A little bit of History
This is the best known and most traveled route of all the Santiago ways. Much of its route coincides with the route of the Roman road of Trajan, which reached to Finisterre. However, his itinerary as a pilgrimage route was not fixed until the 11th century. Since the discovery of the tomb of the Apostle Saint James spread throughout Christendom, many pilgrims came from all over Europe. In the absence of a specific itinerary, they simply walked to the West. Probably the first road used would be that of the Costa or Camino del Norte, not only because of being easier at the time of orientation, but also to avoid the territories occupied by the Muslims in times prior to the Reconquest of the Christian kingdoms.
The first guide of the Way that is known is the famous Codex Calixtinus, dating from the 12th century, and where the French cleric Aymeric Picaud narrates his trip to Santiago detailing the itinerary, the towns, the customs of its inhabitants, its gastronomy, etc.
This way is located in the northern half of the Iberian Peninsula crossing it from east to west from the westernmost part of the Pyrenees, and forming a real backbone where three roads come from France and also many of the roads of Spain, such as the Aragonese, the North, the camino de Madrid, the Via de la Plata, etc. In Spanish territory it has an approximate length of 750 km and runs through the Autonomous Communities of Navarra, La Rioja, Castilla-LeÃ³n and Galicia.
In general, the Camino Frances, French Way, does not have complicated stages, and mainly what marks the hardness of the stages is not so much the orography as the length and the climatology. Due to the large number of hostels and towns through which it passes, with a large number of services of all kinds, definitely on the French Way the hardness of the stages is determined by the walker. However, some hard stages, from the physical point of view, correspond to those in which the most mountainous areas cross, such as the Leon mountains and the climb to O'Cebreiro.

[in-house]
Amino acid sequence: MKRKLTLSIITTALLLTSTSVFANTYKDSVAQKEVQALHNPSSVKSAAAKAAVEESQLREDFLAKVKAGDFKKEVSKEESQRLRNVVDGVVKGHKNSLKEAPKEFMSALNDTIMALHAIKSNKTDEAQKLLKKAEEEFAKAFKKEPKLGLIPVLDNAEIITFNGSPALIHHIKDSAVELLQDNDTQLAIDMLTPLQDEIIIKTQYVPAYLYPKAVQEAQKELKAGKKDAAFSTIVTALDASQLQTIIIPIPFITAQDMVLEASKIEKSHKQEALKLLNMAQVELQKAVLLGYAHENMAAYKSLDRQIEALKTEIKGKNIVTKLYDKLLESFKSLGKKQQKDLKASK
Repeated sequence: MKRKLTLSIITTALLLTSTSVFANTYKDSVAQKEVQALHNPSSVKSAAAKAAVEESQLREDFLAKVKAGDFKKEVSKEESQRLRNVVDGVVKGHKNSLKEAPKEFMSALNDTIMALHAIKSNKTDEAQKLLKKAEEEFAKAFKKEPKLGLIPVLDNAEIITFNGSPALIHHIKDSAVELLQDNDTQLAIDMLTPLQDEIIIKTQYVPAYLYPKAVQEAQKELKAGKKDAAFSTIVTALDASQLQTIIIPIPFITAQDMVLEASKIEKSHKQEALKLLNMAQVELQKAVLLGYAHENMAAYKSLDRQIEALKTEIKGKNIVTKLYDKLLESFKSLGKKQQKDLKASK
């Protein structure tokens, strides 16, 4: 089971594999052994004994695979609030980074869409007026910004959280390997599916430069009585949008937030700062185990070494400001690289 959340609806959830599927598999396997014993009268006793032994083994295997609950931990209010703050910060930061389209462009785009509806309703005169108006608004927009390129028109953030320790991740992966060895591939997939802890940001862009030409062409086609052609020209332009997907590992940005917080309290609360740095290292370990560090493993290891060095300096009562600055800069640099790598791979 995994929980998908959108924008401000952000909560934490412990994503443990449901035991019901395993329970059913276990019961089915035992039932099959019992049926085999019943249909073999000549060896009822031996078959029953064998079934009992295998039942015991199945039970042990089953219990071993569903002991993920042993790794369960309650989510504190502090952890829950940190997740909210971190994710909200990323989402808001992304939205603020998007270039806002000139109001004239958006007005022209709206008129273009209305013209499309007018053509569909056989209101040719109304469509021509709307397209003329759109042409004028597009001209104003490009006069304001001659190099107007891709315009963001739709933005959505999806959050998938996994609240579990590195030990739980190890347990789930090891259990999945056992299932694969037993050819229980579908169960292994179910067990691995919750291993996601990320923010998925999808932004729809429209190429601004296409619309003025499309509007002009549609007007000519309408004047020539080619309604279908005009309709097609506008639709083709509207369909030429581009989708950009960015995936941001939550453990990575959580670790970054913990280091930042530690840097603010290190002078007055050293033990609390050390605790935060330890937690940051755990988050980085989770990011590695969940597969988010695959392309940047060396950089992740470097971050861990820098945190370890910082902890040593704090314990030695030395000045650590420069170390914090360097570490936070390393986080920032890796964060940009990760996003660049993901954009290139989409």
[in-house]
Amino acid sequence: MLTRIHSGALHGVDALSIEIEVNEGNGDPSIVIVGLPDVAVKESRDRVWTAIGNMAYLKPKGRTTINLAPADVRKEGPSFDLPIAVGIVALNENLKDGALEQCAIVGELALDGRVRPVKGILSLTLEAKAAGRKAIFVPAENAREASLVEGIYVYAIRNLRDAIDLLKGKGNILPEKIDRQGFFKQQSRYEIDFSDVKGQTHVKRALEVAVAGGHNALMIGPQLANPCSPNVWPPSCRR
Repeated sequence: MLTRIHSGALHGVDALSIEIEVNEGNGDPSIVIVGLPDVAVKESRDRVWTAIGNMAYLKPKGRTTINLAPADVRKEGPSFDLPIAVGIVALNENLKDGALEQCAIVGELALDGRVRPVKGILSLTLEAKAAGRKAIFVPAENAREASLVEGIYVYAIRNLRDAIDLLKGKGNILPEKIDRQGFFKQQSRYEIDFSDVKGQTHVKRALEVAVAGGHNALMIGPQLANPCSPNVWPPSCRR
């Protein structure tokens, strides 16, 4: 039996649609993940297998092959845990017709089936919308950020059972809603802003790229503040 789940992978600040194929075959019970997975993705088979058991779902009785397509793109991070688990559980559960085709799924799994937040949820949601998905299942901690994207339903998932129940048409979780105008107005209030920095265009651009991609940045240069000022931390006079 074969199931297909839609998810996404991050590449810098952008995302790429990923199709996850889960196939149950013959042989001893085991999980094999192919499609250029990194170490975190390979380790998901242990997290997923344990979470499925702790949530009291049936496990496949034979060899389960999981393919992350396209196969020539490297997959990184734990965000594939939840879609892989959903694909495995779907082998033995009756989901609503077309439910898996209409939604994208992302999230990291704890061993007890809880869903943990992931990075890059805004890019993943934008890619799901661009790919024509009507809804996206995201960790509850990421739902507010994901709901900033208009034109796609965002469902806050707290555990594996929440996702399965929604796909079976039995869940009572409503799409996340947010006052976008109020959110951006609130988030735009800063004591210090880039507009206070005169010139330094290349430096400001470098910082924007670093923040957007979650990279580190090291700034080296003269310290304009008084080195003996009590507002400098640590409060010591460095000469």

The orography of this way is very varied, as you can see in its profile. We go from the mountains of the Pyrenees to the extensive plains of the Castilian plateau, the mountains of LeÃ³n, later O'Cebreiro, and finally the typical "up-and-down" of the Galician landscape.
The best season
When choosing the best time of the year to carry out this route, two aspects should be taken into account. The first would be the calendar and the other the weather. If we choose the Summer, we should know that at this time of the year there is a great influx of pilgrims, and the hostels can be crowded some days, especially in its final part. In addition, in summer it is hot, especially in the area called Meseta, plateau from the city of Burgos to the city of Leon.
The signaling is excellent and sometimes even excessive through the typical yellow arrows. It is practically not necessary to take a guide or map to follow the itinerary.
Pilgrim hostels and other accomodations
There is a huge amount of accommodation of all kinds. There are many pilgrim hostels, both public and private. On average, the approximate distance between towns with a pilgrim hostel is approximately 4.9 kilometers (April-2019). If you prefer, there is also a great offer of hostels, pensions and hotels, although not in all places.
Like the orography, the climatology is varied. In winter the climate is cold, it is not difficult to find snow in mountainous areas. In summer the climate is hot, being more in the area of the Castilian plateau. The area of Galicia is quite rainy.